9. Get closer to your family

Starting your business is a great way to bring the whole family together. As I stated in reason 6, you’ve already got your kids involved. Take family time to sell your wares at farmer’s markets, craft fairs, and local retailers. Give each family member a job. That way you’ve truly got a family business!

10. Make what you love

I’m sure you’ve read a lot about doing what you love, but what about making what you love? For food business owners, loving what you’re making is an ingredient for success. The second you hate doing what you’re doing, it’s time to find another home-based business.

11. Opportunity to test the waters

Launch your food business – just do it. Today sounds good. The sum of these benefits is that there’s no better time to get started than right now. See what happens because you never know. Start selling your hot sauce. Bake your first batch of brownies. Get out there and build an amazing home-based food business.

There you have it. 11 reasons to fire up your oven, get the mixer out and start your company.

But it’s not all chocolate chip cookies and carrot cake. Let’s look at some of the reasons not to start your own business.

5 reasons not to start a home-based food business

1. It’s a strain on your relationships

Just like it can help bring the family closer, a home-based food business can also tear the family apart. When your kitchen is full of 50# bags of oats, your spare bedroom has a gazillion plastic containers, and no longer have an air-hockey table in the basement, it can cause friction between your kids, spouse, and you. Make sure to set boundaries as to how your business impacts your family-life. Remember, work-life balance is important.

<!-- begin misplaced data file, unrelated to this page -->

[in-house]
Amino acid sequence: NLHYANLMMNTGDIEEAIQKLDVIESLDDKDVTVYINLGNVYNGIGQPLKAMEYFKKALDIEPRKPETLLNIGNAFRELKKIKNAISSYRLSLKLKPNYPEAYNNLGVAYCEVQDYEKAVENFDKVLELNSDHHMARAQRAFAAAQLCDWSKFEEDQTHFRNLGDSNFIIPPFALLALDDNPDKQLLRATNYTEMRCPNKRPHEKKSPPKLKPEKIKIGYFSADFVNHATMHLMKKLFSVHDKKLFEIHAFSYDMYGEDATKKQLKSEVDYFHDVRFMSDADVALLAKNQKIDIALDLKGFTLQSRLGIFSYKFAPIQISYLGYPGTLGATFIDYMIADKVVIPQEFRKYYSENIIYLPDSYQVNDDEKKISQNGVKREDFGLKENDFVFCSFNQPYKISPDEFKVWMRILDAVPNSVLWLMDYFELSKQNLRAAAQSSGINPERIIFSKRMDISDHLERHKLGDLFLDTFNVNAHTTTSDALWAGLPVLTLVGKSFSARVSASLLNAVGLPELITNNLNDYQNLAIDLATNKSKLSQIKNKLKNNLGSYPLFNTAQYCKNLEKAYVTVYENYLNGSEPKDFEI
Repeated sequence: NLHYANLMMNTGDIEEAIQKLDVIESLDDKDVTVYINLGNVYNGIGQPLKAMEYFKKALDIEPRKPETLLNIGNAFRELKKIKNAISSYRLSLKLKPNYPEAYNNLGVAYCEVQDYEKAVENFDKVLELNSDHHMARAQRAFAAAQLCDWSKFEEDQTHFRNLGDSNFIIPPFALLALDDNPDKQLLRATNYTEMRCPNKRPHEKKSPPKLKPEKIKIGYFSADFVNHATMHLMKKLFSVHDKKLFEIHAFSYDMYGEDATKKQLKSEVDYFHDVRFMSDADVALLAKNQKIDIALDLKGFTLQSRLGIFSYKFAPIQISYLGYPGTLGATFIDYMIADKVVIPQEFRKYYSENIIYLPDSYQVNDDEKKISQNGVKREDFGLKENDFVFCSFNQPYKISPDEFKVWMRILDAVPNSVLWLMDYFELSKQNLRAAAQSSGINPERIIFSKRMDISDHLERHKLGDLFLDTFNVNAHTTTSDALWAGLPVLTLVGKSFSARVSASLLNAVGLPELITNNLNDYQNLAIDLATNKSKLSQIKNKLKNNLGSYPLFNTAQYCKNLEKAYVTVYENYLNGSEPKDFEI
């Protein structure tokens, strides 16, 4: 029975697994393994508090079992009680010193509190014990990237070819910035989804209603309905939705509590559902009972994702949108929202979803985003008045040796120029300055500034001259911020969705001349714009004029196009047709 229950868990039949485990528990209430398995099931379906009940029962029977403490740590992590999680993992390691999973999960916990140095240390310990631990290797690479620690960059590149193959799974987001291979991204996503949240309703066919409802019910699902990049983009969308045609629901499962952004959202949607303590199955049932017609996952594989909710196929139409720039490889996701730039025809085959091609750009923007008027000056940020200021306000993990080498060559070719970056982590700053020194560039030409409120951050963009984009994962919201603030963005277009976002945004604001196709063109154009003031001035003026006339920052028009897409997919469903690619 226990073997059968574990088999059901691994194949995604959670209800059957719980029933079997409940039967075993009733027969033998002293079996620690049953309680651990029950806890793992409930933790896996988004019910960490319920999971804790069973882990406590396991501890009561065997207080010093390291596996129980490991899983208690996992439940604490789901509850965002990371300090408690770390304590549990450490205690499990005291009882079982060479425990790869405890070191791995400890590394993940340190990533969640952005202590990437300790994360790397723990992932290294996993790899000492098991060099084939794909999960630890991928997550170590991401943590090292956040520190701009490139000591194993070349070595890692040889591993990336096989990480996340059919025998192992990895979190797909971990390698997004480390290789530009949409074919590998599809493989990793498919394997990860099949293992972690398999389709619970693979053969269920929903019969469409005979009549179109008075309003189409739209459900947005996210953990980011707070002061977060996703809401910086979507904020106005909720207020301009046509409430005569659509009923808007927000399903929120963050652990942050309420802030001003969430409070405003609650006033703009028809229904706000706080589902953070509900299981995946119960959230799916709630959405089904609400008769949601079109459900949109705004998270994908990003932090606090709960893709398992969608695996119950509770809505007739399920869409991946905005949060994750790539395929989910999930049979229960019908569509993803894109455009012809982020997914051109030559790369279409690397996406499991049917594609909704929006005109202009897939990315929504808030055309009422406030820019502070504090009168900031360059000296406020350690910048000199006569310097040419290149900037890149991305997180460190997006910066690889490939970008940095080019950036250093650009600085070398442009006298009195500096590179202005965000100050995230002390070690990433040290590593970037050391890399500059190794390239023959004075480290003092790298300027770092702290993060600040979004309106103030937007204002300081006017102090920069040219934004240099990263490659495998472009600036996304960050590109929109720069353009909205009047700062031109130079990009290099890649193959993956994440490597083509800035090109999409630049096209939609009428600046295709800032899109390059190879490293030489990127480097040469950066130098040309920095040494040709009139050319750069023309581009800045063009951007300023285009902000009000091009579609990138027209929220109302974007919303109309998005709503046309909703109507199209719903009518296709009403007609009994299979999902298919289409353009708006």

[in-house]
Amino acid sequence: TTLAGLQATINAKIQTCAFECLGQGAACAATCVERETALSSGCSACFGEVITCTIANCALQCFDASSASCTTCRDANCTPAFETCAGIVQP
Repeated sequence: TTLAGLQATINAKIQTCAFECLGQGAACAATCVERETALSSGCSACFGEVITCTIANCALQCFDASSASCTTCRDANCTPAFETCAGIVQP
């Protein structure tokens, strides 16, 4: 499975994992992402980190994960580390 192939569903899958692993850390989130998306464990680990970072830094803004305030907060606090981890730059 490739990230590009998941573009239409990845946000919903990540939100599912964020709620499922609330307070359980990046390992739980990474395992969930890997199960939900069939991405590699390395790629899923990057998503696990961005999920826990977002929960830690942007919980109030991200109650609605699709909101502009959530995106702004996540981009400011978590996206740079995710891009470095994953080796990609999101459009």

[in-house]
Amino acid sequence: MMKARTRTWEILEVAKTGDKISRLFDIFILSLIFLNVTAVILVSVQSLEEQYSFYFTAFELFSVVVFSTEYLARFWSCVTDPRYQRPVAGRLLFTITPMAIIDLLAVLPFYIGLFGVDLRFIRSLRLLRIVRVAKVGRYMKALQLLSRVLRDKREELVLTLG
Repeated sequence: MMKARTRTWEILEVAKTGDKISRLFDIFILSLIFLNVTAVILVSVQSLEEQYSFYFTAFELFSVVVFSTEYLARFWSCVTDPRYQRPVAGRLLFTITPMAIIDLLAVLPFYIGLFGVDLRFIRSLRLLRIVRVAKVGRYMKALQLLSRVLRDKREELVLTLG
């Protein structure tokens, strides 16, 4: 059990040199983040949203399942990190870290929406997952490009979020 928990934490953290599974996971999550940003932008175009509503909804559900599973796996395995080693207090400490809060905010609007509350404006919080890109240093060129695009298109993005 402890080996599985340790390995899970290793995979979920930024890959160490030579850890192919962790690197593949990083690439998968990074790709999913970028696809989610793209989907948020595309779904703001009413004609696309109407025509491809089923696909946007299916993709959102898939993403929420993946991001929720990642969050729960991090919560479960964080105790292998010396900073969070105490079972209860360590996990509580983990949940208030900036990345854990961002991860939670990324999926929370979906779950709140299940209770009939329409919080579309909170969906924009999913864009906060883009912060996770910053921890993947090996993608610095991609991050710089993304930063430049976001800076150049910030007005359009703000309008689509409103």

2. You think you make a great product

A lot of home-based chefs and food producers start companies because they want to. Unfortunately, they haven’t done their test marketing. People might not buy your product at the price you’re asking. This means you’ve got to do your research and make sure you’re setup for success.

3. You may not have the space

I know plenty of entrepreneurs who rent storage lockers to store finished product because they don’t have room in their homes. Plan out where everything is going to go and make sure you have the space. If not, you might want to scale back your empire.

4. Producing a recipe in larger quantities

Making one banana cream pie is a lot different than making twelve of them. Scaling your recipes can be a challenge and you might not get it right the first time (it’s happened to me plenty of times). Things like taste, texture, and appearance start to change when you produce a lot of product.

5. Time and energy demand

Let’s face it – it takes a lot of energy to keep pushing through the ups and downs of owning a food business. Do you have the time to devote to starting your own food business? Remember, you don’t just make the product – you package it, label it, sell it, do the accounting, clean the kitchen, etc. It’s a lot of work. Are you ready?

Starting a home-based food business can be a launching pad to something bigger. My first two food companies started in my parent’s house. There were ups and downs, of course, but it was a fun experience.

What would you add? Why do you enjoy running a home-based food business?

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2 Comments on this post

  1. AUTHORmildred

    on September 7, 2017 at 5:50 am - Reply

    thanks!